The Moon in conjunction with Venus and Jupiter, with the Very Large Telescope in the foreground. Image © Y. Beletsky, ESO, 2009.

Close approach of the Moon and Mars

Dominic Ford, Editor
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The sky at

The Moon and Mars will make a close approach, passing within a mere 41.2 arcminutes of each other. The Moon will be 20 days old.

From Ashburn, the pair will be visible in the morning sky, becoming accessible around 23:45, when they reach an altitude of 7° above your eastern horizon. They will then reach their highest point in the sky at 05:22, 55° above your southern horizon. They will be lost to dawn twilight around 05:58, 54° above your southern horizon.

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The Moon will be at mag -12.1; and Mars will be at mag -1.3. Both objects will lie in the constellation Pisces.

They will be a little too widely separated to fit comfortably within the field of view of a telescope, but will be visible to the naked eye or through a pair of binoculars.

At around the same time, the pair will also share the same right ascension – called a conjunction.

A graph of the angular separation between the Moon and Mars around the time of closest approach is available here.

The positions of the pair at the moment of closest approach will be as follows:

Object Right Ascension Declination Constellation Magnitude Angular Size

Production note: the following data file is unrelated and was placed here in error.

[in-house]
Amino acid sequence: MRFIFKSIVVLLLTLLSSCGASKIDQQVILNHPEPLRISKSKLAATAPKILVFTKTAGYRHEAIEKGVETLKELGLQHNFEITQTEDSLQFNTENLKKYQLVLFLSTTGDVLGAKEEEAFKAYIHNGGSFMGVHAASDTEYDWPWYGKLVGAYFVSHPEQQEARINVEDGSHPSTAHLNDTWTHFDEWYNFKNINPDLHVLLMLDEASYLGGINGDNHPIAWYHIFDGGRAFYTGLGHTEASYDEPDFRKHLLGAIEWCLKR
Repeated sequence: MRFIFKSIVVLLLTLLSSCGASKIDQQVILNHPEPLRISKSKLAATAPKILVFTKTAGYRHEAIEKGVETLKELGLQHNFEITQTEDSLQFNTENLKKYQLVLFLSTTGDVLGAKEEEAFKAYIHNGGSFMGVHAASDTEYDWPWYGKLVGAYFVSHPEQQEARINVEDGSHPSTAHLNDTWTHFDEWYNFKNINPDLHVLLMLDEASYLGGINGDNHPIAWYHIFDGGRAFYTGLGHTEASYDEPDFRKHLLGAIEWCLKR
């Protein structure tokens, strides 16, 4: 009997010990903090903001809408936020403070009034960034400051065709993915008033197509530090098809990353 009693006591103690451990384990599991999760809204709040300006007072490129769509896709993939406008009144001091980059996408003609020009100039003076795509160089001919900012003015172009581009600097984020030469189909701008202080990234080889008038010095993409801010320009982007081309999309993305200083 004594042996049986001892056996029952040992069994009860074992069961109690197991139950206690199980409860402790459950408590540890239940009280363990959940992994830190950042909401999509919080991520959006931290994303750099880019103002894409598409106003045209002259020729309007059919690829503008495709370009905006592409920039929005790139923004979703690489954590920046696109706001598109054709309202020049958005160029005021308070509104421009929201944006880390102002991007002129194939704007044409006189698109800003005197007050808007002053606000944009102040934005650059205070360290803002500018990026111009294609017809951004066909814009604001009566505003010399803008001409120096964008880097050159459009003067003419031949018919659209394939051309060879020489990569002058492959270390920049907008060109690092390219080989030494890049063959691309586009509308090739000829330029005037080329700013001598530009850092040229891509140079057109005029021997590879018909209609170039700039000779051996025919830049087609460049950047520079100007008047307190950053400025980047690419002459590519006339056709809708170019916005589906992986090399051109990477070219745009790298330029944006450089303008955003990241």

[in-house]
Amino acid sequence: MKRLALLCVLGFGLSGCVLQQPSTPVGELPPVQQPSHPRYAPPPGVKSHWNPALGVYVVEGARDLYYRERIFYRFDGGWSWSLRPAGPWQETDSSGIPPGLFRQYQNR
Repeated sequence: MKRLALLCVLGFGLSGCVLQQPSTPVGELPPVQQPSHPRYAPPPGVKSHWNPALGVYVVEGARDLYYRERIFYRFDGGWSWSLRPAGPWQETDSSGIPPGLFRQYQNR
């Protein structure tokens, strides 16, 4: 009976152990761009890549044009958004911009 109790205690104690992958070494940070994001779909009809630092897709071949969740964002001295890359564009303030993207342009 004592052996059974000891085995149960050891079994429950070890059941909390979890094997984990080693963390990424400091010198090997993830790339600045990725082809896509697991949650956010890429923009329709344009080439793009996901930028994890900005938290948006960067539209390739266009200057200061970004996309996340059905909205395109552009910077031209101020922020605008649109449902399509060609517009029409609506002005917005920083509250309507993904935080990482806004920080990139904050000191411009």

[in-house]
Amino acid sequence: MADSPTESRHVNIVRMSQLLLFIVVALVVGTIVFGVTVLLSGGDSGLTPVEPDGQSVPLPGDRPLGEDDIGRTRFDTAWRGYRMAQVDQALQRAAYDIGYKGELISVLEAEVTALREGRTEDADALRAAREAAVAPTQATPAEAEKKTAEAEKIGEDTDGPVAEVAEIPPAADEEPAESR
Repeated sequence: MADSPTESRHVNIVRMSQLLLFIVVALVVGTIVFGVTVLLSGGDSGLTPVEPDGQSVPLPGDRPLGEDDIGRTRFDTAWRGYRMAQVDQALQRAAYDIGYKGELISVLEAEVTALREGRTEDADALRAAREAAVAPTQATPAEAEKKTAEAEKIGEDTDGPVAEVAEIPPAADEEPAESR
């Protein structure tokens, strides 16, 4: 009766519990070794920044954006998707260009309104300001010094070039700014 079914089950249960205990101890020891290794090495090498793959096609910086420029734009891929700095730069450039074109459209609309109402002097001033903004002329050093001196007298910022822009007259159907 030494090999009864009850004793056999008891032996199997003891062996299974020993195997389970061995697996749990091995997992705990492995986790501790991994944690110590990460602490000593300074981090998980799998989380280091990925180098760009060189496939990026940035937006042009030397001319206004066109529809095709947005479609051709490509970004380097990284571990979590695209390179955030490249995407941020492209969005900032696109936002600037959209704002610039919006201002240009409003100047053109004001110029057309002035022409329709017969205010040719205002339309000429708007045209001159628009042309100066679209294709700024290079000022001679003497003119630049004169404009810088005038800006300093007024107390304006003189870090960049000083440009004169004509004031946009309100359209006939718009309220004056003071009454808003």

The Moon 01h26m00s +03°59' Pisces -12.1 29'30"9
Mars 01h25m00s +04°37' Pisces -1.3 15"6

The coordinates above are given in J2000.0. The pair will be at an angular separation of 115° from the Sun, which is in Cancer at this time of year.

The sky on 09 August 2020
Sunrise
06:18
Sunset
20:12
Twilight ends
21:54
Twilight begins
04:35

20-day old moon
Waning Gibbous

71%

20 days old

Planets
Rise Culm. Set
Mercury 05:32 12:42 19:52
Venus 02:51 10:03 17:14
Moon 23:34 05:25 11:41
Mars 23:01 05:22 11:40
Jupiter 18:31 23:16 04:06
Saturn 19:00 23:50 04:45
All times shown in EDT.

Source

The circumstances of this event were computed using the DE430 planetary ephemeris published by the Jet Propulsion Laboratory (JPL).

This event was automatically generated by searching the ephemeris for planetary alignments which are of interest to amateur astronomers, and the text above was generated based on an estimate of your location.

Related news

03 Aug 2020  –  Mars at perihelion
23 Aug 2020  –  Mars 2020: a great chance to see the red planet
06 Oct 2020  –  Mars at perigee
13 Oct 2020  –  Mars at opposition

Image credit

The Moon in conjunction with Venus and Jupiter, with the Very Large Telescope in the foreground. Image © Y. Beletsky, ESO, 2009.

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39.04°N
77.49°W
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